Whether the terrestrial biosphere will continue to act as a net carbon (C) sink in the face of multiple global changes is questionable. A key uncertainty is whether increases in plant C fixation under elevated carbon dioxide (CO2) will translate into decades-long C storage and whether this depends on other concurrently changing factors. We investigated how manipulations of CO2, soil nitrogen (N) supply, and plant species richness influenced total ecosystem (plant + soil to 60 cm) C storage over 19 y in a free-air CO2 enrichment grassland experiment (BioCON) in Minnesota. On average, after 19 y of treatments, increasing species richness from 1 to 4, 9, or 16 enhanced total ecosystem C storage by 22 to 32%, whereas N addition of 4 g N m−2 · y−1 and elevated CO2 of +180 ppm had only modest effects (increasing C stores by less than 5%). While all treatments increased net primary productivity, only increasing species richness enhanced net primary productivity sufficiently to more than offset enhanced C losses and substantially increase ecosystem C pools. Effects of the three global change treatments were generally additive, and we did not observe any interactions between CO2 and N. Overall, our results call into question whether elevated CO2 will increase the soil C sink in grassland ecosystems, helping to slow climate change, and suggest that losses of biodiversity may influence C storage as much as or more than increasing CO2 or high rates of N deposition in perennial grassland systems.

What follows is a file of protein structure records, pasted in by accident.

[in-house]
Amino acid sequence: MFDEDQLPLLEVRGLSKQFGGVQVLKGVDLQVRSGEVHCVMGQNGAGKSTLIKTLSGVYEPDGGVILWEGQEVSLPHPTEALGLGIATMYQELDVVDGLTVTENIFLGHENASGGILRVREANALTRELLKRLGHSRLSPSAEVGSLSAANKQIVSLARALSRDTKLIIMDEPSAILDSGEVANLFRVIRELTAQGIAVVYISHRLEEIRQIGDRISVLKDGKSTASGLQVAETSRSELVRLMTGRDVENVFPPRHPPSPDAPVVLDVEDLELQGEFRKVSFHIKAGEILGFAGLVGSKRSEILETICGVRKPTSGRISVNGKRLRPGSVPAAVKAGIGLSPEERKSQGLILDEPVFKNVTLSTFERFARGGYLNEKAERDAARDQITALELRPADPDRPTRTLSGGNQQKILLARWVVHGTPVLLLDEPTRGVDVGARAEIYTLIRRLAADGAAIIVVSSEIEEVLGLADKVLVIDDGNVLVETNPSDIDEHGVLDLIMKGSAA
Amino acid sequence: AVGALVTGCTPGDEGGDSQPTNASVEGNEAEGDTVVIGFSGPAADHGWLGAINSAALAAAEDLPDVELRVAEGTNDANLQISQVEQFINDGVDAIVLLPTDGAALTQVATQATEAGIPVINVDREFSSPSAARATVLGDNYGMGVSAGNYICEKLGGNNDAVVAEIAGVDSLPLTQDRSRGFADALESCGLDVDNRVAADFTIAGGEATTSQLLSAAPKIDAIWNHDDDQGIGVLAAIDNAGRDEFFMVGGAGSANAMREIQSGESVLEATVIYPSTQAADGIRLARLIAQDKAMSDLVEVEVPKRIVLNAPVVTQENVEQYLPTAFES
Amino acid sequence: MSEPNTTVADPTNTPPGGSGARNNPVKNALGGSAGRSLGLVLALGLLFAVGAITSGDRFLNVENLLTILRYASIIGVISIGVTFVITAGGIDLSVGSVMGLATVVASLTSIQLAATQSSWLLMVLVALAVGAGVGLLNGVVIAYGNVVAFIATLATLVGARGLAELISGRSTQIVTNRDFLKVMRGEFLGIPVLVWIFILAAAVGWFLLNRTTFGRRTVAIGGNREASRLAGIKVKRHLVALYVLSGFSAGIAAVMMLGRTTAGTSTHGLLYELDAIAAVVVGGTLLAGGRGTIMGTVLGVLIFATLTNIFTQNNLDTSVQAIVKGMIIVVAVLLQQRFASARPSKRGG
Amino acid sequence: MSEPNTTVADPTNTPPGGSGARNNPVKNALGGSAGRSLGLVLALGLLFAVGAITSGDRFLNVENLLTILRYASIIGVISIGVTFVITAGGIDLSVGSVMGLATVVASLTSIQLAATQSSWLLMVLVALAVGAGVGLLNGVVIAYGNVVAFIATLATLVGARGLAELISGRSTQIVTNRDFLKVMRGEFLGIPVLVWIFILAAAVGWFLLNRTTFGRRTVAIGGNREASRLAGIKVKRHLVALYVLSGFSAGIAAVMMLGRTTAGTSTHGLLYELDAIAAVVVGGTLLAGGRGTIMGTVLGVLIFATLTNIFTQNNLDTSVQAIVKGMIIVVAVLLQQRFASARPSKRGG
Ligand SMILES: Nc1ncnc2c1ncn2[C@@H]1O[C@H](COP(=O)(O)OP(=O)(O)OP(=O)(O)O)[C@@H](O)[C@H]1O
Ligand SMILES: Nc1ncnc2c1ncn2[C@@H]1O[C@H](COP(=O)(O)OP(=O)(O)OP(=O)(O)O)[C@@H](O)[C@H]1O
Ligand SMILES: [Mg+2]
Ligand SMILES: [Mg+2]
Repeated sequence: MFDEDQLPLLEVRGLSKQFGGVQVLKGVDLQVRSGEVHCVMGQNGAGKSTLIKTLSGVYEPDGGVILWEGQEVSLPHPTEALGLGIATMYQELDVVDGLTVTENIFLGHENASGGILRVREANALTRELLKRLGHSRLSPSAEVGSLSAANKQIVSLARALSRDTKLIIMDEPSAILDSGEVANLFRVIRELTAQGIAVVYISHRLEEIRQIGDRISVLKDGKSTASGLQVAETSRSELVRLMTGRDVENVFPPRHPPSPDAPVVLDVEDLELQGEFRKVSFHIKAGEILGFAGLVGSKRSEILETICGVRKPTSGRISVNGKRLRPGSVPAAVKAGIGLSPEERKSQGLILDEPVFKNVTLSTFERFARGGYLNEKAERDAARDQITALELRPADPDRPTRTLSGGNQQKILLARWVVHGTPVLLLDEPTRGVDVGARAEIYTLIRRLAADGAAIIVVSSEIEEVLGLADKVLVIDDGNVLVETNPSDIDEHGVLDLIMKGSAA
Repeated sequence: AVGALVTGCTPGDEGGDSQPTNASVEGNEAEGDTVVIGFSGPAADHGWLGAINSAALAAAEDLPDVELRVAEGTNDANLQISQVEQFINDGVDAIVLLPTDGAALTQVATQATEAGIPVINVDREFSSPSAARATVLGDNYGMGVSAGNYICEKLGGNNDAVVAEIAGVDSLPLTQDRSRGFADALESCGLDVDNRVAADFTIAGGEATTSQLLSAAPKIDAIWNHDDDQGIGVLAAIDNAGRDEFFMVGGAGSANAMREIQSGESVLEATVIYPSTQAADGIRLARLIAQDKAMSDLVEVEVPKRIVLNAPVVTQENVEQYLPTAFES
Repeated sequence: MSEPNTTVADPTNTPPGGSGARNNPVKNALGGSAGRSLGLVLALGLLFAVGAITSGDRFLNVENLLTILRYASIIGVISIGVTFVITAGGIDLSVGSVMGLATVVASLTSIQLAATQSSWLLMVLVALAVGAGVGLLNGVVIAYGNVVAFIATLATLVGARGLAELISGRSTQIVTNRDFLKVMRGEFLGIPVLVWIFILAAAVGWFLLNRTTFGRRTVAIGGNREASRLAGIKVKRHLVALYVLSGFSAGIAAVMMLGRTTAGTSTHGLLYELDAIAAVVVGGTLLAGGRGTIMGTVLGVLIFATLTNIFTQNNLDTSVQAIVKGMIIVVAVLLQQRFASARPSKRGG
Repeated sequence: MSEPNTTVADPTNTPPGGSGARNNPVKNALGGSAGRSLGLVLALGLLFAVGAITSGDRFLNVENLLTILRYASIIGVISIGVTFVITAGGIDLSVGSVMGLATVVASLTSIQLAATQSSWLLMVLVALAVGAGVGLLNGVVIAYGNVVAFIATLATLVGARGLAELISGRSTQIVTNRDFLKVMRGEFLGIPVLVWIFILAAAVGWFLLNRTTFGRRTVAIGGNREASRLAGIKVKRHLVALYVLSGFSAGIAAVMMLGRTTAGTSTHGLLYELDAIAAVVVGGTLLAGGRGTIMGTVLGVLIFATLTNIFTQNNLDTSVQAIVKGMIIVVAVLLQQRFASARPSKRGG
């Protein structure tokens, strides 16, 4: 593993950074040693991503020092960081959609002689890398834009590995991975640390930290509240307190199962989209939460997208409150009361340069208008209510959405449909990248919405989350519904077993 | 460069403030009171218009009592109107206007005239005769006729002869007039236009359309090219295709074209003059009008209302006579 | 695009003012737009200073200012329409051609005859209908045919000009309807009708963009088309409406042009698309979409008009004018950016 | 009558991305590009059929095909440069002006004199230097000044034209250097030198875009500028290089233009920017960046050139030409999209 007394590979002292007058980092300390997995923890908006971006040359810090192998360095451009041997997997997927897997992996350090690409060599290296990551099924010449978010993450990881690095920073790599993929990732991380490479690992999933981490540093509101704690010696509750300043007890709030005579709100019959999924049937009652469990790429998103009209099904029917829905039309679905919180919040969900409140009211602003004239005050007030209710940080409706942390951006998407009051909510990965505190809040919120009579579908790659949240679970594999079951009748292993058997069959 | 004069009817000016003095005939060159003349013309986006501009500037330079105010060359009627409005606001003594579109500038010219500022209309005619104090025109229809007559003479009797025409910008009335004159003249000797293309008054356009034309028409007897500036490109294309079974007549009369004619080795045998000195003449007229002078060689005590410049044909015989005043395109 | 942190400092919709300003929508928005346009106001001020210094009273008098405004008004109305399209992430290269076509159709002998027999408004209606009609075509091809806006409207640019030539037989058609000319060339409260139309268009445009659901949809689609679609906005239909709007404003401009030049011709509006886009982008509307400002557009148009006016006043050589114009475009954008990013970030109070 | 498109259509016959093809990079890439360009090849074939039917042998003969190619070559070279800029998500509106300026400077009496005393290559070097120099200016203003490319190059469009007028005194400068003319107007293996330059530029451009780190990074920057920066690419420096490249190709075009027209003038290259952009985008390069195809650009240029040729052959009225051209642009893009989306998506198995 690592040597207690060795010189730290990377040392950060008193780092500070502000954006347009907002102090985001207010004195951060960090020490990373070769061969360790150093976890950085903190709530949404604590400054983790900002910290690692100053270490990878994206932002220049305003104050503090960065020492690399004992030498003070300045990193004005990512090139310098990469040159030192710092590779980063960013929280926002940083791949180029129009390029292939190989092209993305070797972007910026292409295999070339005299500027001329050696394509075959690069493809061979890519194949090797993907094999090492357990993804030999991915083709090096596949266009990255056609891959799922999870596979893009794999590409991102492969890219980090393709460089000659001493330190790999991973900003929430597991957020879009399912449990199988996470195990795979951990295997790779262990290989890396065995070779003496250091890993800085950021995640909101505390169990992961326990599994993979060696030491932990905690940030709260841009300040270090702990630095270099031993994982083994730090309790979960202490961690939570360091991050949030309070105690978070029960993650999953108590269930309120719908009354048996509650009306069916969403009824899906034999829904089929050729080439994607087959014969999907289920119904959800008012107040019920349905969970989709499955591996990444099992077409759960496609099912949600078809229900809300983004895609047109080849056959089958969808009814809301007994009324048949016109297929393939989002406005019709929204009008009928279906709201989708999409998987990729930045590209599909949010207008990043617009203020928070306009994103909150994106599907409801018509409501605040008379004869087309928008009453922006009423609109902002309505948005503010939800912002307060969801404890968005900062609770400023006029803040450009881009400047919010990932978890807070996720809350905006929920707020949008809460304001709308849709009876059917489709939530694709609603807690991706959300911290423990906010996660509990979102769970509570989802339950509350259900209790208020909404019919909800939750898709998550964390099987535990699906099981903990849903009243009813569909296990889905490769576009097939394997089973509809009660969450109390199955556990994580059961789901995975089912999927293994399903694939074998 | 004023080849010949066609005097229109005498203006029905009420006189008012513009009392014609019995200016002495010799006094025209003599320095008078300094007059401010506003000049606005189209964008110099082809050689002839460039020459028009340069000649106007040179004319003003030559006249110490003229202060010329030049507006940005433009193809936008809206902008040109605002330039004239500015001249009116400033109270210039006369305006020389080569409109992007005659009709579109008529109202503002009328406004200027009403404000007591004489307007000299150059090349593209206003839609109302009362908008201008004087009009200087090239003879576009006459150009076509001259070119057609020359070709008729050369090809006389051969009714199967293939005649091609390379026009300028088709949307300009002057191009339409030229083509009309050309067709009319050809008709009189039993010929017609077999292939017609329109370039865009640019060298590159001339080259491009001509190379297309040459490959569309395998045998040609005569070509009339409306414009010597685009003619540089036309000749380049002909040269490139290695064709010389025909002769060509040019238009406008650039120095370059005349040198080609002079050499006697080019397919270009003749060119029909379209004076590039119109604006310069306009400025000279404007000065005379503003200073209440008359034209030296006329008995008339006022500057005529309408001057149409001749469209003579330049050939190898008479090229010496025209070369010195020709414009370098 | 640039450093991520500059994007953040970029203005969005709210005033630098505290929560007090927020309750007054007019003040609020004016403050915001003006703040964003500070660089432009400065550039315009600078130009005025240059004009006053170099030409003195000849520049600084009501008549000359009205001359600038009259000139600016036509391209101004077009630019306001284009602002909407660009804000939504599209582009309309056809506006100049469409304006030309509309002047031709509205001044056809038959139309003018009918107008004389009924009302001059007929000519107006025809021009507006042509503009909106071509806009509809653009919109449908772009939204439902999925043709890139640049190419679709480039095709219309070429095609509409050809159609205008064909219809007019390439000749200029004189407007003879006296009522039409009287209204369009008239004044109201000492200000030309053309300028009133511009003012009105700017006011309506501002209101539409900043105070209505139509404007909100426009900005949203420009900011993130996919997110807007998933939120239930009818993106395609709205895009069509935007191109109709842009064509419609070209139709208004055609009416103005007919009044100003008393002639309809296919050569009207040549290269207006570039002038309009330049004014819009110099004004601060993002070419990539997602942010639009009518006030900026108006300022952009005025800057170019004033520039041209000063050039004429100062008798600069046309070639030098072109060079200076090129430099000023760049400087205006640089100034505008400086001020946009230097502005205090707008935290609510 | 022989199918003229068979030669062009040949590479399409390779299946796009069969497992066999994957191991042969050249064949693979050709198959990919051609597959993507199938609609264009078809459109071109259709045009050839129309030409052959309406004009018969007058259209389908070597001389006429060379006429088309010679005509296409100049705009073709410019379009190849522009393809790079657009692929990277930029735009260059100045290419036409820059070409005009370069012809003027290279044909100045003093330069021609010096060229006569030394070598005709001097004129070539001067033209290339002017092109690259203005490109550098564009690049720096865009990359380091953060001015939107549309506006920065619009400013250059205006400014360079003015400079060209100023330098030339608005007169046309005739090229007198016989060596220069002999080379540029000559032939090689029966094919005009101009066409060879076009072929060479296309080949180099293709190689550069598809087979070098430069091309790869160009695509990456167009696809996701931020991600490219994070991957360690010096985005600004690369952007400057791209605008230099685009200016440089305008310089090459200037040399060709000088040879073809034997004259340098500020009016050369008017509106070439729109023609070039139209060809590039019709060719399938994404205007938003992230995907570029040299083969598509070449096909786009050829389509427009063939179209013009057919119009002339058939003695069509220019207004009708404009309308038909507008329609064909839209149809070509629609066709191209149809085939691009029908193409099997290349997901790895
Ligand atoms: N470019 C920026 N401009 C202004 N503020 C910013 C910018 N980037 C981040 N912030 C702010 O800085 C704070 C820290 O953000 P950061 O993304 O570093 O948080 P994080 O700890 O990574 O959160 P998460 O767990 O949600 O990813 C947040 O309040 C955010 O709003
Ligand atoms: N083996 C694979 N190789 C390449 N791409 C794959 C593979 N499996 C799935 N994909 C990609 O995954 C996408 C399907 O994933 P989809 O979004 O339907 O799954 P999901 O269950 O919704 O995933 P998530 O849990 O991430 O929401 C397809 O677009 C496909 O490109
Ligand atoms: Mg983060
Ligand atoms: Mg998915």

|Original language||English (US)|
|Journal||Proceedings of the National Academy of Sciences of the United States of America|
|State||Published - Apr 27 2021|
Bibliographical noteFunding Information:
ACKNOWLEDGMENTS. We greatly appreciate K. Worm and many undergraduate interns for assistance with experimental operation and data collection. This research was supported by NSF Long-Term Ecological Research Grants DEB-0620652, DEB-1234162, and DEB-1831944; Long-Term Research in Environmental Biology Grants DEB-1242531 and DEB-1753859; Biological Integration Institutes Grant NSF-DBI-2021898; Ecosystem Sciences Grant DEB-1120064; Biocomplexity Grant DEB-0322057; and US Department of Energy Programs for Ecosystem Research Grant DE-FG02-96ER62291; and by the University of Minnesota.
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- Elevated CO2
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- Journal Article